‘We all want to feel seen’: Why diversity in fashion matters

‘We all want to feel seen’: Why diversity in fashion matters

Laura Roscioli. Image by Ellie Coker.

A few weeks ago, I got signed to a major modelling agency. Being a size 10-12, I am technically a ‘curvy model’. I have arm fat, back fat, cellulite, my thighs are more than touching and honestly, all this shape only makes me feel more beautiful. But I didn’t always feel that way.

My love affair with fashion started young. My mum would buy me a magazine of my choice at each weekly supermarket shop, and I used to religiously alternate between Vogue or Harper’s Bazaar.

Ironically, the articles weren’t what I bought them for, it was the photographs and the outfits. Each photo spread would catapult me into a completely different world, a world where clothes had the power to transform you into whoever you wanted to be. I felt that fashion meant you could express yourself without using words or actions, that you could make a statement purely by your choice of armour.

The magazines led me to runway shows, where I became obsessed with the dramatic concepts, full of powerful messages. The magic of watching a concept transform into a moving, wearable garment is an inspiring experience and completely changes the landscape of fashion.

It’s these moments that remind me of where fashion comes from; us. Fashion is inspired by everything we do, everything we consume. Food, sex, pop culture, mental health, art, history – you name it, there’s been a show, a garment, a collection inspired by it.

As I grew into my teenage years, I became interested in being a model. I think a lot of girls want to be models. We are taught our whole life how important it is to be beautiful and being a model makes you a professional at it.

I wanted to be recognised as one of the girls who expressed themselves through the art of fashion, I wanted to grace the pages of the magazines and runways I loved so much with my own creative expression and individuality.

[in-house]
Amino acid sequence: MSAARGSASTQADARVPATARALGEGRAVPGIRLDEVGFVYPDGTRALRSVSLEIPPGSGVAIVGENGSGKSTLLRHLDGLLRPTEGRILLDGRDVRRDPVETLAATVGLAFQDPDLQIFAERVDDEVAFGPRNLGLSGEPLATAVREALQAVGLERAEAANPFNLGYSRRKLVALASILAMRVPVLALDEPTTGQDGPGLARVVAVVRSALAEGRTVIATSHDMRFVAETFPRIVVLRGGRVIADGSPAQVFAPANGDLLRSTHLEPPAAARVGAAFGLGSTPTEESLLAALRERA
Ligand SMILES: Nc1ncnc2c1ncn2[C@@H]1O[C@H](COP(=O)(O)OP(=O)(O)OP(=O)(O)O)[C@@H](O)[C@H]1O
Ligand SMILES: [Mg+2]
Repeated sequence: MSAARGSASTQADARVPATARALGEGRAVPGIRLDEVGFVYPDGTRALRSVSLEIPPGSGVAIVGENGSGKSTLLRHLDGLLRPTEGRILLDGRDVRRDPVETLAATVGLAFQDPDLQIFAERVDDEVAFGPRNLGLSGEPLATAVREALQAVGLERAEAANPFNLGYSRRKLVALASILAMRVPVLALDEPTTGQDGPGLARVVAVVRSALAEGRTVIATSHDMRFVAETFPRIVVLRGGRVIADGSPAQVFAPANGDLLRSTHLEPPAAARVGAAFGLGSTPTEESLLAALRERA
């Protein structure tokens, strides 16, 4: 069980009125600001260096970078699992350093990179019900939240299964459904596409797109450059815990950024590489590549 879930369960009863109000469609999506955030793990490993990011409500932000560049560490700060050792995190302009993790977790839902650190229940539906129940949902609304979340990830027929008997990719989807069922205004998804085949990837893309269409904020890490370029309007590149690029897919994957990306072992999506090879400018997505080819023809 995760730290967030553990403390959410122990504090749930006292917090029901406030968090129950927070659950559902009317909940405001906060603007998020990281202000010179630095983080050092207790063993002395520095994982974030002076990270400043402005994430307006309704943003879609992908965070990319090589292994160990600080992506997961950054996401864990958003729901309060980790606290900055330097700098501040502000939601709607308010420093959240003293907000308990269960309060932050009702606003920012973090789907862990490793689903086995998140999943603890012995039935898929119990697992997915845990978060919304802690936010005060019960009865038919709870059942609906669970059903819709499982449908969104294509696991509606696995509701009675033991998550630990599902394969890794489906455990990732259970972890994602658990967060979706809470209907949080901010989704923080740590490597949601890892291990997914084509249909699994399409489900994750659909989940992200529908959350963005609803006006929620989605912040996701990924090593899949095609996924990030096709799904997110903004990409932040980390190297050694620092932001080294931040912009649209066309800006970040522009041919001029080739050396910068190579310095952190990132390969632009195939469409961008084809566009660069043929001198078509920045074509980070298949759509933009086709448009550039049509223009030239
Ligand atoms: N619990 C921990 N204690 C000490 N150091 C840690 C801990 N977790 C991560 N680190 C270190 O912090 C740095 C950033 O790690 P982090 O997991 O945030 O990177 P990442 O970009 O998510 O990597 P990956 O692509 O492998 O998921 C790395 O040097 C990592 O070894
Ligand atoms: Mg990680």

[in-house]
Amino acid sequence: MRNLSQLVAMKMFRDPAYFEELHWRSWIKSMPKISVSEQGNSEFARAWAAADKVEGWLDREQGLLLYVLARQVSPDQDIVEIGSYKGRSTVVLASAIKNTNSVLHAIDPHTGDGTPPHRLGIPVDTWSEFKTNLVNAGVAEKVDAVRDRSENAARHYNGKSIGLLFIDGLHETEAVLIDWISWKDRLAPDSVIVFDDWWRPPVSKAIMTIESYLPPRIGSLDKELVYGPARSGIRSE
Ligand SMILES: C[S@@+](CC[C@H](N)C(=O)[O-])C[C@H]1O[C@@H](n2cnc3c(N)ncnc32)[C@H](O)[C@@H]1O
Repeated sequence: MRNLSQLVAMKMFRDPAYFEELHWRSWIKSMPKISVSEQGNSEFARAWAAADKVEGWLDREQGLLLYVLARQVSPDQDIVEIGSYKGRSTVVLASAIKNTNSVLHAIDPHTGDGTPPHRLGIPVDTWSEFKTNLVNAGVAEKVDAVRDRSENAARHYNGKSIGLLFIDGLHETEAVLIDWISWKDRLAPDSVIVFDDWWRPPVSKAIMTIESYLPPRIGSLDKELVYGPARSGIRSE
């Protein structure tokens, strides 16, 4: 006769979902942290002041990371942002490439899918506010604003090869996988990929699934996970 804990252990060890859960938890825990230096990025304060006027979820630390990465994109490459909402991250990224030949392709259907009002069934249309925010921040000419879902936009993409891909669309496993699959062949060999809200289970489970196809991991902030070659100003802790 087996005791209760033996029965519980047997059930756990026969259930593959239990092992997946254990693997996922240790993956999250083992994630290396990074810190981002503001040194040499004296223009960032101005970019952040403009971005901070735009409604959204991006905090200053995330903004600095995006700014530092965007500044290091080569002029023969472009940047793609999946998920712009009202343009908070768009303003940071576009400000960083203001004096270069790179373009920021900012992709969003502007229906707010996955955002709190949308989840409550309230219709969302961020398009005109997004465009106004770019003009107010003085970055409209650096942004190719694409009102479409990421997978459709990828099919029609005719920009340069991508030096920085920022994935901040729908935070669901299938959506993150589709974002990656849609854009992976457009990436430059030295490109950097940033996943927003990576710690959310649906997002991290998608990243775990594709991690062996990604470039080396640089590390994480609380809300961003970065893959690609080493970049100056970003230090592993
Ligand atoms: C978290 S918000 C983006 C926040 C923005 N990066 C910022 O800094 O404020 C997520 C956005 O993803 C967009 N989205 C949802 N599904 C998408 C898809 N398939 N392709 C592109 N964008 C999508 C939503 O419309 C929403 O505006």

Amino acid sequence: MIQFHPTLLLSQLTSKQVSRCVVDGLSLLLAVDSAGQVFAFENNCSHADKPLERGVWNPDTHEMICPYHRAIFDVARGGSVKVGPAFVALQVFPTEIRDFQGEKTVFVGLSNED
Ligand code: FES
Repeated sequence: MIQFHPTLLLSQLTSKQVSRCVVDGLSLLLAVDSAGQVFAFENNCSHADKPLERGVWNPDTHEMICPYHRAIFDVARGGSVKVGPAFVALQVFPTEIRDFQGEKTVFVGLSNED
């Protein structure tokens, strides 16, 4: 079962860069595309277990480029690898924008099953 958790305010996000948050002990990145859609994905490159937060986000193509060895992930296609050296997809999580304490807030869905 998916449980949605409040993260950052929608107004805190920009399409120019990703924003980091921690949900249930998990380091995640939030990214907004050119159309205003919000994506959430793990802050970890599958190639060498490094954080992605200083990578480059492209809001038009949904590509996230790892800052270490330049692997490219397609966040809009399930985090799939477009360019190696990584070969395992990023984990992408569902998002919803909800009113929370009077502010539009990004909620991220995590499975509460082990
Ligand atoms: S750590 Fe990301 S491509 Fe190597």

But the more I took notice of the models themselves, the more I realised that they didn’t represent me. They looked effortlessly thin, they had long legs with gaps between their thighs, they had hollow cheekbones, they could wear see-through tops without a bra, and their nipples would sit perfect and perky and upright. They weren’t me.

I’m not sure who decided that models had to be thin. Perhaps it was the designers wanting the attention more on their works of art than the bodies that wore them. Perhaps different sizes pose a threat to the way a garment is ‘meant’ to look, or perhaps thinness means discipline, and we all know how the patriarchy feels about women who are free.

‘We all want to feel seen’: Why diversity in fashion matters

Laura Roscioli. Image by Ellie Coker.

My body has never stopped me from expressing myself. I love the way that clothing transforms when it’s on my body. To me, that is the beauty of fashion. Garments come to life when they are worn. They take on a new identity depending on the individual wearing them, how the creases and folds appear when the material hugs their body, the way they feel wearing the clothes, the way they carry them. This is what makes us want to wear them.

Years from now, I want high fashion designers to be catering to models of every size. Part of the design process should be its versatility on different body types because wearability matters.

I want to see the sample size banished, and models and mannequins of all shapes to take their place. Everything exists because someone believed in it. Real bodies need to be accepted and celebrated for what they are; as true, normal, and beautiful.

I wasn’t ready to be a model in my early teens. I wasn’t completely comfortable in my own skin – not to mention the rapid, physical changes that our bodies experience during puberty. I was a giraffe at the start of high school and by the end, I had a full hourglass figure.

I needed time to grow into my body, to feel comfortable looking different from how I thought models were ‘supposed’ to look, before I could launch myself into an industry where I’d be visually critiqued.

I needed to be comfortable so that I could stand up for myself, for all the women of my size and every size and to show up as who I am – a confident woman who loves and celebrates her body.

Before we try to change the fashion industry itself, I think we need to change the mentality at home, for what beauty and body image really is. We need to keep the conversation of diversity alive and we need to show up to represent ourselves and others like us.

Power comes in numbers, and we all want to feel seen. A fashion industry that represents all of us is ultimately the most powerful of all.

Laura Roscioli writer SHE DEFINED

Laura Roscioli

Laura Roscioli is a freelance writer based in Melbourne, Australia. 

Through years of experience working for VICE and other media agencies, she has fostered an invested interest in storytelling and seeks to push boundaries with her work.